Georgia Judge Approves DA's Special Grand Jury Request for Trump Election Interference Probe
21:28 GMT 24.01.2022 (Updated: 22:25 GMT 24.01.2022)
A Georgia judge has approved Fulton County District Attorney Fani Willis' request for a special grand jury to investigate allegations of election interference by Donald Trump following his 2020 loss in the US presidential election.
The request was submitted last week and approved by Christopher S. Brasher, Chief Judge of the Superior Court of Fulton County, on Monday, January 24, 2022.
The special grand jury will allow the DA to gather evidence and compel witnesses to testify in their investigation into claims that Trump attempted to overturn the 2020 US presidential election results in Georgia. The investigation will be supervised by the Honorable Robert C.I. McBurney.
Willis wrote in her request for the approval of a special grand jury that her office, "received information indicating a reasonable probability that the State of Georgia's administration of elections in 2020, including the State's election of President of the United States, was subject to possible criminal disruptions."
The need for a special grand jury was deemed necessary due to witnesses and evidence being hard to come by without the powers of the court, according to Willis.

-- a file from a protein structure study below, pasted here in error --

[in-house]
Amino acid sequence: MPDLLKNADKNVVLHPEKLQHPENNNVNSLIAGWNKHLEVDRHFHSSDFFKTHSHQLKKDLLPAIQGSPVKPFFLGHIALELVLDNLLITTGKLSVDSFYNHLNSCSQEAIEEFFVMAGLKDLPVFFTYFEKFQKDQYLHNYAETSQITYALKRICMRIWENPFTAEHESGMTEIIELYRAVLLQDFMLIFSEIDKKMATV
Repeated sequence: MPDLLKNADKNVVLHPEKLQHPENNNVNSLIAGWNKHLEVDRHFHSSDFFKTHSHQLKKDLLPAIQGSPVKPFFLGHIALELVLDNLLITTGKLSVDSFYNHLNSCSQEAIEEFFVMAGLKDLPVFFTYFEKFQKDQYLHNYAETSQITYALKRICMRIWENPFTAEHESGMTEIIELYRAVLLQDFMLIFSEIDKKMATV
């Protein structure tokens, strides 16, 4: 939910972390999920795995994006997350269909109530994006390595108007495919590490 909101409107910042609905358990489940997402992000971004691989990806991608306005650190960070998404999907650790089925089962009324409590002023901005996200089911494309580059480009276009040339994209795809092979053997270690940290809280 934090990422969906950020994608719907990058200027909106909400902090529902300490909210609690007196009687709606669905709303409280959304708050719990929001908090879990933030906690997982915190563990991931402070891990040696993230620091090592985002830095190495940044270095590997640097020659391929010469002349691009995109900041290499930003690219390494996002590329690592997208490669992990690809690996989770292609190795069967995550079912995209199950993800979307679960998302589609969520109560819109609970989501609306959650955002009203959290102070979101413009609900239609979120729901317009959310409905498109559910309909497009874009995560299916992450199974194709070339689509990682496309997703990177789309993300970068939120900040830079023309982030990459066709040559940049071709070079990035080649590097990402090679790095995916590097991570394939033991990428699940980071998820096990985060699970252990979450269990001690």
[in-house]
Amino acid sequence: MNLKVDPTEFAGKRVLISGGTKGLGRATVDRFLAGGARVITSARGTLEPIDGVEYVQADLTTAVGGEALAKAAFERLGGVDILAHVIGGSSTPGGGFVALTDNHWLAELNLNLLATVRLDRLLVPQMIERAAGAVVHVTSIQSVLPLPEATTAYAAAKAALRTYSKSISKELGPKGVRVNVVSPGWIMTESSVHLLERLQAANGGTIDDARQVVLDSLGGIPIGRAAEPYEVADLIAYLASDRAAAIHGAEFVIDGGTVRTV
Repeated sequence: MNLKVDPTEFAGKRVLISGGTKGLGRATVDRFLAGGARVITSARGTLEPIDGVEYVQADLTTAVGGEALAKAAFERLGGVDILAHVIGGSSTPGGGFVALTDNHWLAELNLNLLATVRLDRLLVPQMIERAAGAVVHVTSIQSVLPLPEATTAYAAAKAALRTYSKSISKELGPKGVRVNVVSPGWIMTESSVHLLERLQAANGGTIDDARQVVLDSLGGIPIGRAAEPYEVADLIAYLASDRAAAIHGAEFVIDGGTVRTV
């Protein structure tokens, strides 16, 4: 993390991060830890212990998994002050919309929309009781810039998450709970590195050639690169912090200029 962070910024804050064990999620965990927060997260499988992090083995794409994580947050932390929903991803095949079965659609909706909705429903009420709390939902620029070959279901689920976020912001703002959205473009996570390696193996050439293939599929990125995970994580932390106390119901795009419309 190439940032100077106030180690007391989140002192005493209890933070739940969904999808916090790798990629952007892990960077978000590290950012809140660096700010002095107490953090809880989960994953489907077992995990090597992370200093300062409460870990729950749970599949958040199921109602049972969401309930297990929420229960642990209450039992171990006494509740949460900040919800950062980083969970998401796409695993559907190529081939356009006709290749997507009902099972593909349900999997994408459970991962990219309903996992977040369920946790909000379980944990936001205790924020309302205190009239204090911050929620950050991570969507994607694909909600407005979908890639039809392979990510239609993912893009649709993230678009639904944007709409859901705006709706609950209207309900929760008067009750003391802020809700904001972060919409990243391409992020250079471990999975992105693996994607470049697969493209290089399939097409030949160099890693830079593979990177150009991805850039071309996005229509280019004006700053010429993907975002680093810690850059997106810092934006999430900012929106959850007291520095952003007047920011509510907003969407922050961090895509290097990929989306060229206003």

"We have made efforts to interview multiple witnesses and gather evidence, and a significant number of witnesses and prospective witnesses have refused to cooperate with the investigation absent a subpoena requiring their testimony," she wrote in her letter to the court.
The investigation began when an audio recording of Trump asking Georgia Secretary of State Brad Raffensperger to find the votes necessary to flip the state from Joe Biden was revealed.
Trump has defended the phone conversation, saying, "I didn't say anything wrong in the call, made while I was President on behalf of the United States of America, to look into the massive voter fraud which took place in Georgia," he would later refer to it as a "perfect phone call."
Clark D. Cunningham, a Georgia State law professor, suggested that the decision is "extremely significant."
A special grand jury provides investigators unique investigative powers that "no other entity in the country has right now in relation to this issue," according to Cunningham.
Willis will have the power to issue subpoenas to individuals inside and outside the state of Georgia as well.
Willis' subpoena power could yield better results than those carrying out the congressional investigation. "The fact that this is a criminal investigation may give it a much higher priority than, for example, the work of the congressional January 6 committee," Cunningham suggested.
The investigation is likely to begin May 2022 and is expected to not last longer than 12 months.